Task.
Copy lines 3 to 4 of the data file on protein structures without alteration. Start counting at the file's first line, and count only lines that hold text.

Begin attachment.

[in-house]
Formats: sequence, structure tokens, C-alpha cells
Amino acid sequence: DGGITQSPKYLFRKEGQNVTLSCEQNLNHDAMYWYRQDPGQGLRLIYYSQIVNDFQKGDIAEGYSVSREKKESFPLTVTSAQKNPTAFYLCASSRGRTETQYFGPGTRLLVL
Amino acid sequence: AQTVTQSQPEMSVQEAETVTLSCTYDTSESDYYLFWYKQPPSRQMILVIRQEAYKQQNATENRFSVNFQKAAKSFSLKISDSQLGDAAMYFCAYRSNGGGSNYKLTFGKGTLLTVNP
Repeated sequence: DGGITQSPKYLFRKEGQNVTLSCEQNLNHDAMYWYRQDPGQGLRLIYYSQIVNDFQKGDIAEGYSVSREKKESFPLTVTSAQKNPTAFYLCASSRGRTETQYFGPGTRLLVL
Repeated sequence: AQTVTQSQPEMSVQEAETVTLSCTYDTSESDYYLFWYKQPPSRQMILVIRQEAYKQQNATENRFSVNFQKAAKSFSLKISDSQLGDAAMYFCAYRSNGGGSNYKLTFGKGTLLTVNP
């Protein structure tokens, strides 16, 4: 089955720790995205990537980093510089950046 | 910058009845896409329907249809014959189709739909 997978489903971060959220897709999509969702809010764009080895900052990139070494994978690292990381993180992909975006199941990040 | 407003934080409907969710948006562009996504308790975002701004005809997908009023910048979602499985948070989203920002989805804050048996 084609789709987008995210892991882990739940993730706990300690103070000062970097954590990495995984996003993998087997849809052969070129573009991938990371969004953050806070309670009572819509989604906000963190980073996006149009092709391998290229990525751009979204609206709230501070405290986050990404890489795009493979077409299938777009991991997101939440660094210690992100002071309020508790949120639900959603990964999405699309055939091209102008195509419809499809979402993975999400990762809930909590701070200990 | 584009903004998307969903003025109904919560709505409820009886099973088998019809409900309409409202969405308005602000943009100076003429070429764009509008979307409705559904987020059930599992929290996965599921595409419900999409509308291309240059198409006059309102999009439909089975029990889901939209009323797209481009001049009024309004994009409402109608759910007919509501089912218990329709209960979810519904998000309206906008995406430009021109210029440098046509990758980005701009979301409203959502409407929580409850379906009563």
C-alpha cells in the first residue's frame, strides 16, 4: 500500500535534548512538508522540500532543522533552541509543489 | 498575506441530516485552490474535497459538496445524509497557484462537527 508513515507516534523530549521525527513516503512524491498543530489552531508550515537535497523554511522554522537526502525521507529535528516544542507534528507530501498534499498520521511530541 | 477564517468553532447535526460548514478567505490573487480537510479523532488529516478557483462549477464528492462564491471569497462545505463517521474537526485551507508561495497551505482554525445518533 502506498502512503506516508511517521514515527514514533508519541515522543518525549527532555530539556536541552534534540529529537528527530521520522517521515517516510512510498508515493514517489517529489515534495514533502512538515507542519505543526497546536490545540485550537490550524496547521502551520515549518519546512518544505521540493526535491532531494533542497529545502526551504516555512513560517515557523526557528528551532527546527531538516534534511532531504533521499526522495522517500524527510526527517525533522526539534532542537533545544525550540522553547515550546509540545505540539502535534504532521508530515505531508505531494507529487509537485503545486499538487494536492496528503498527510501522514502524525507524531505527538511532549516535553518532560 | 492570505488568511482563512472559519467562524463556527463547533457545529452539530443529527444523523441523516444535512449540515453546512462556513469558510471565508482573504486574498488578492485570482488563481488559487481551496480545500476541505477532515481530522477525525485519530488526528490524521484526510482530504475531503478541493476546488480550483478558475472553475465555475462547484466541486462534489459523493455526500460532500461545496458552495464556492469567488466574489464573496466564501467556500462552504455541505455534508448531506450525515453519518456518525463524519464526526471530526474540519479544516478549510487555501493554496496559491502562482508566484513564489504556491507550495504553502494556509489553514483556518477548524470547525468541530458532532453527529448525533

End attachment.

Amino acid sequence: DGGITQSPKYLFRKEGQNVTLSCEQNLNHDAMYWYRQDPGQGLRLIYYSQIVNDFQKGDIAEGYSVSREKKESFPLTVTSAQKNPTAFYLCASSRGRTETQYFGPGTRLLVL
Amino acid sequence: AQTVTQSQPEMSVQEAETVTLSCTYDTSESDYYLFWYKQPPSRQMILVIRQEAYKQQNATENRFSVNFQKAAKSFSLKISDSQLGDAAMYFCAYRSNGGGSNYKLTFGKGTLLTVNP